Here’s The Problem
If you shift under power with a BBS02 or BBSHD, you will do so using a LOT more power than your ebike’s drivetrain (chainring, cogs and chain) was ever designed to handle. Shifting while under even a moderate amount of power is a great way to snap your chain and take the Walk Of Shame home. Worse: you can crack or even taco a cog.
Here’s The Solution
Use a gear sensor. Thats not so tough, right? First of all, what is a gear sensor? Its a little box, with a little wheel inside. You run your shift cable thru the little box, in one side and out the other (which means you need to cut and re-section your shift cable housing), with the cable running across the little wheel. When the wheel senses any motion, it sends a signal to your motor that cuts the power for a split second and takes the pain away from your drivetrain when a shift occurs.
Whats Wrong With That?
Nothing, so long as it works. The little wheel inside is mechanical and crud-sensitive. Lots of folks have issues with them not working after rain storms or mud baths. You can solve that by wrapping it somehow to keep the grit out.
Its also not the ONLY way to do the job. Like I said, I had my first BBSHD without one. I learned to shift without needing a gear sensor. By the time I built my second bike, I had that method down pat. So yeah sure the sensor is nice but I have already learned another way, and I have found – even though I have bought sensors and have had them right in front of me during a new build – I don’t feel a need for them.
But I sure as hell have a need for the job they do. Everyone does. So don’t let anyone tell you the problem is not real. Its probably the #1 way to snap a chain on a mid drive bike.
Gear Sensor Alternatives
So there are a number of different ways to do this job. I’ll list the one I use last
Use the brake cutoff as a clutch
Its simple: Squeeze the brake handle just a little bit to engage the brake cutoff. That cuts power to the motor and gets you the same thing a gear sensor does. The trick is to not engage the brakes to any noticeable degree and lose any of that hard-won momentum. Interestingly, Magura MT5e ebike brake levers have a special little hinge in the middle of the lever. It lets you do this more easily without engaging the actual brakes.
Thats nice, assuming everything works. If you are a little jumpy, or the bike is bouncing along a trail or something, then that delicate caress on the brake lever might be a little more than you figured and … well, you get it. We live in an imperfect world. But this method still works pretty good.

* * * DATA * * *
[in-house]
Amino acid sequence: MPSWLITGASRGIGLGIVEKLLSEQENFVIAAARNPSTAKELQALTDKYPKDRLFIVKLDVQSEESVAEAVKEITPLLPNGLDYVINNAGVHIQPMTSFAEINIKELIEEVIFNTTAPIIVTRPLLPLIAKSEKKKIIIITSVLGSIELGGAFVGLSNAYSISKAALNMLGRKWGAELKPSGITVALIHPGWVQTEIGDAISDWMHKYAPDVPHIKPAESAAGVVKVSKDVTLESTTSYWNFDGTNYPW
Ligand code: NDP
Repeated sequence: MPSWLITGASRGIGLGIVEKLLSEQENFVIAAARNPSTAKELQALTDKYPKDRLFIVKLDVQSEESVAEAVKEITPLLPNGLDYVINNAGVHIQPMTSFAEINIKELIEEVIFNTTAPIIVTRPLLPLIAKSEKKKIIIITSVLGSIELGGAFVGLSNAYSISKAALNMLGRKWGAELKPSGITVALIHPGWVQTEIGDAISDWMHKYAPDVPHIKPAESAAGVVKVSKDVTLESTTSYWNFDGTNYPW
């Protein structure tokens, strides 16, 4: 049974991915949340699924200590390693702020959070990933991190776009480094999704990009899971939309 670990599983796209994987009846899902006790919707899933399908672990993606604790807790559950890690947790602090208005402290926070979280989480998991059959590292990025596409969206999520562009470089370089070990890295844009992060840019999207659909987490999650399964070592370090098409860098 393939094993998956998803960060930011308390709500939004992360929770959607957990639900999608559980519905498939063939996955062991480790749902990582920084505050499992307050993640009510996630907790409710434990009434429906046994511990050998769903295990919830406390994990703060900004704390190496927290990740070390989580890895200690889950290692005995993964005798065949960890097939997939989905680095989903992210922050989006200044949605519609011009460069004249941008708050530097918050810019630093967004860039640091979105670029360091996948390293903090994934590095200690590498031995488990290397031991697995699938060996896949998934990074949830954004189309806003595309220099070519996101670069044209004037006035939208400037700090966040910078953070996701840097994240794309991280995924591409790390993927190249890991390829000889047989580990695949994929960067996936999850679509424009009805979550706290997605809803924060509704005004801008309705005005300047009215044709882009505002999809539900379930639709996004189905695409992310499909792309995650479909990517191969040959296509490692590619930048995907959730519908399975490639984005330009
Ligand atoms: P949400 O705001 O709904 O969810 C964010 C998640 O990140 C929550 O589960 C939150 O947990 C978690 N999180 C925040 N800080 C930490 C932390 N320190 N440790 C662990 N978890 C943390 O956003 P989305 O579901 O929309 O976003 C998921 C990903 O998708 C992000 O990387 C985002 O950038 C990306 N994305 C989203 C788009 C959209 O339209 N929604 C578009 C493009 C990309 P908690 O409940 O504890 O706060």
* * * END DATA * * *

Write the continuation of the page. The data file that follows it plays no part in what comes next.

Use a cutoff button on the handlebars
This is definitely not a common solution, but it does work, and is what I used on BBSHD Bike #1 until I gave up on it and perfected the method I describe next.
What is it? Its just a dead-man switch on the bars. Press it and for as long as you hold it, the motor is cut off. Release it and the motor re-engages. Its a brake cutoff that has no brake pads. The other end of the switch has a yellow Higo/Julet that connects directly to the BBSHD’s motor cutoff plug.
In practice, I found it took too much thinking to reach for the button just prior to a shift. It felt forced and I didn’t take to it. Maybe you will and if so its a dirt cheap and simple method to try that doesn’t involve screwing around with your shift cables.
Adapt your pedal cadence
This is the method I settled on, and even after buying and successfully using a gear sensor, I have never felt a need to install another one. This method is just a natural part of my riding style now and is trained into muscle memory… so I do it naturally and automatically on any bike no matter what. Here’s what I do, in order. These steps occur in very rapid succession so making a shift happen occurs in about one to 1 1/2 seconds.
- Step 1: Stop pedaling.
- Step 2: Click the shift (just one gear).
- Step 3: Start pedaling. Muscle power completes the shift before the motor kicks in
Thats it. Do it fast and its just a quick stutter in your cadence. Changing your BBSxx settings so they are friendly to pedaling helps. The linked settings will cut the motor off fast and start it back up soft. Perfect for completing a shift.
When you get good at this, you will be able to click your shift a hair before the motor stops the rotation of the chainring. My more recent builds use SRAM 11 speed drivetrains that need only about 1/4 of a cog revolution to complete a shift. So if I do it right, I click while there is still a ghost of rotation left that makes the shift, so when I start pedaling again I’m already working with a shifted gearset.
Don’t try and get fancy right out of the gate. Just keep it simple and get the shift done. The high speed fancy stuff will come naturally as you gain experience.
Remember, there is nothing wrong with a gear sensor. They do their job. I just learned how to do without one. Having done that, I don’t feel a need to make the effort to install the sensors anymore.
In an ideal world, you do both. Truth be told I screw up every now and then. With the cadence technique and the sensor backing it up, you are pretty much guaranteed to never snap a chain thanks to shifting like a fathead.